Small intestinal bacterial overgrowth (SIBO) is a pesky issue which means that there’s abnormal numbers of normal bacteria in the gastrointestinal tract. SIBO may cause intestinal symptoms ranging from diarrhoea and weight loss to anaemia and malabsorption. It’s believed to cause/aggravate symptoms of irritable bowel syndrome (IBS)  and some, like Chris Kresser, say it’s closely related to histamine intolerance, so dealing with SIBO may “alleviate” the former .
SIBO is diagnosed via lactulose breath testing (LBT), which is fancy speak for drinking a little sugar and then breathing into a tube.
As an aside, an interesting study published in Gut, the official journal of the British Society of Gastroenterology, raised the point that people administering this test may not properly trained in its execution nor its interpretation .
Many view SIBO eradication as the Holy Grail of histamine intolerance treatment. Kill the overgrowth, heal the gut, return to a normal diet. Sadly, spending months or years on antibiotics and or sugar free diets seems to be the norm.
I was lucky. I tested positive, started drinking olive leaf tea, cut most processed sugar out of my diet, but kept fruit in there. Six months later I was tested again and boom, it was gone.
Till now I haven’t really had a great reply to folks asking me how I managed to get rid of it. I never really thought much of it at the time because I didn’t really notice that much change in my symptoms afterwards. Or none that I attributed to the SIBO clearing up. Thing is though, and this is one of the biggest “mistakes” I made in my healing: I made too many changes at once, so it was hard to tell what had done what.
In this case, around the time I nixed the most commonly prescribed medical treatment; an antibiotic called Rifaximin and made the SIBO diet changes, I also started eating a diet very, very, very high in herbs. People’s eyes would bug out when they saw the volume of greenery going into my soups.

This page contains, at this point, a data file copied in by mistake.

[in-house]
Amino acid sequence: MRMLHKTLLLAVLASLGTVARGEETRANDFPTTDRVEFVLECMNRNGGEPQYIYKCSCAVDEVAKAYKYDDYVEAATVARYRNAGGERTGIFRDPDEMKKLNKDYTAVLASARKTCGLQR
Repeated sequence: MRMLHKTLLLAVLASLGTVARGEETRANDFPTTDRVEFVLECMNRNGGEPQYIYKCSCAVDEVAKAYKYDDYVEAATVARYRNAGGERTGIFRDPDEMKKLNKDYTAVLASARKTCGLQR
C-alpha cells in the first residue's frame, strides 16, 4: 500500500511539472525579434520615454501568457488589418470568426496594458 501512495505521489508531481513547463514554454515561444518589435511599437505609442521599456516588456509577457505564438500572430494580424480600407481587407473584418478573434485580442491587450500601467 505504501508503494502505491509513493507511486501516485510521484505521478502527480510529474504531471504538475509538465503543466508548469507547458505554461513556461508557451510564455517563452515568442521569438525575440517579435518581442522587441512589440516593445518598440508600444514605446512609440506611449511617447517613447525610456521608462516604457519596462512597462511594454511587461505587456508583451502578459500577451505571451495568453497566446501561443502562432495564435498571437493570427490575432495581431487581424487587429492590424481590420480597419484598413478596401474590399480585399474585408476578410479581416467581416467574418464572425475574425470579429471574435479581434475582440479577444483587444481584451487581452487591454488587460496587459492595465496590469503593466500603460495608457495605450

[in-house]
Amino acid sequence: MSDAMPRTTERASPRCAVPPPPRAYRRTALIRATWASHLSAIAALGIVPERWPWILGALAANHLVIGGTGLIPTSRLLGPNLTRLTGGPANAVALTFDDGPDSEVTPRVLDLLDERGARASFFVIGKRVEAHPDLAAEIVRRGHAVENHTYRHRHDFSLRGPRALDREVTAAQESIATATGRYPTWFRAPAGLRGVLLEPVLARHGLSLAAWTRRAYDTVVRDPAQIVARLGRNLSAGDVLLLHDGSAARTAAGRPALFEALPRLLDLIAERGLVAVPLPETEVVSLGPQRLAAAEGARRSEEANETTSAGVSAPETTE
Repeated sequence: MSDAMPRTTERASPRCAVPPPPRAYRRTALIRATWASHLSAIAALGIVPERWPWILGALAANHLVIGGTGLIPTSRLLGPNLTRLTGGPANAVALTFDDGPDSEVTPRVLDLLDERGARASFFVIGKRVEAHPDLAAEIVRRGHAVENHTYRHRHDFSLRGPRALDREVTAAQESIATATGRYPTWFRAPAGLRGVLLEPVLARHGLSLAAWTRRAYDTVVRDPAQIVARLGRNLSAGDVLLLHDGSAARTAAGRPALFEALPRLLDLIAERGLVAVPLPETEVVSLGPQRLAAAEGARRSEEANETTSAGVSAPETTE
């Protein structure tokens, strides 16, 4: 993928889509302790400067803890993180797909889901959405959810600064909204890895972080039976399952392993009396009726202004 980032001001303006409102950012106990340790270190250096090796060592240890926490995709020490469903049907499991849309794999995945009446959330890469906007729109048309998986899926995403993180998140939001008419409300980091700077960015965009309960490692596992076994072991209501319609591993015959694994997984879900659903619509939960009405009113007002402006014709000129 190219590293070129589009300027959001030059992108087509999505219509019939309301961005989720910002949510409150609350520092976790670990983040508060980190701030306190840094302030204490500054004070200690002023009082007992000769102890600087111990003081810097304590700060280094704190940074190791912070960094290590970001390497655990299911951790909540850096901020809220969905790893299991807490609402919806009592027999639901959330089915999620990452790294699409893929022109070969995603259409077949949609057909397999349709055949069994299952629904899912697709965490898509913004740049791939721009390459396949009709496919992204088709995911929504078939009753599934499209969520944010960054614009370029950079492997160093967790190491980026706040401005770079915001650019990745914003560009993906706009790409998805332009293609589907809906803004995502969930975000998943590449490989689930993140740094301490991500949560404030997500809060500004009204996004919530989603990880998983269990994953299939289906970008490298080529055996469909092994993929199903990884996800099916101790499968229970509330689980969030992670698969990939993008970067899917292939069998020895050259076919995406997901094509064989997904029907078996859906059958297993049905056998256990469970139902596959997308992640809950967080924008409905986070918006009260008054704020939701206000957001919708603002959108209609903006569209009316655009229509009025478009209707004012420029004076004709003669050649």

Turns out my instincts were right on, because herbs, some common culinary ones and others you might have to make a trip to your local Whole Foods supplement shelf for (under medical supervision of course!), have been found to treat SIBO as well as a 10-14 day course of the antibiotic Rifaximin, with significantly fewer side effects; like causing further bacterial imbalance in the body and the very scary super bug Clostridium difficile.
I encourage you to print out the study (thanks Adele for bringing it to my attention!) found here for your doctor, specifically TABLE 5 (you’ll have to click on that separately) which shows all the effective herbal remedies.
A few highlights from the remedies, which I’m totally biased in choosing because I eat or take these regularly, including them in my books. They’re the cornerstone of my healing process…
Berberine (the topic of an upcoming recipe)
Check out the aforementioned table for the full list.
Talk about eating your medicine…
Please remember, even antihistamine and anti-inflammatory foods can hurt us, please always exercise caution and consult a medical practitioner before adding new foods.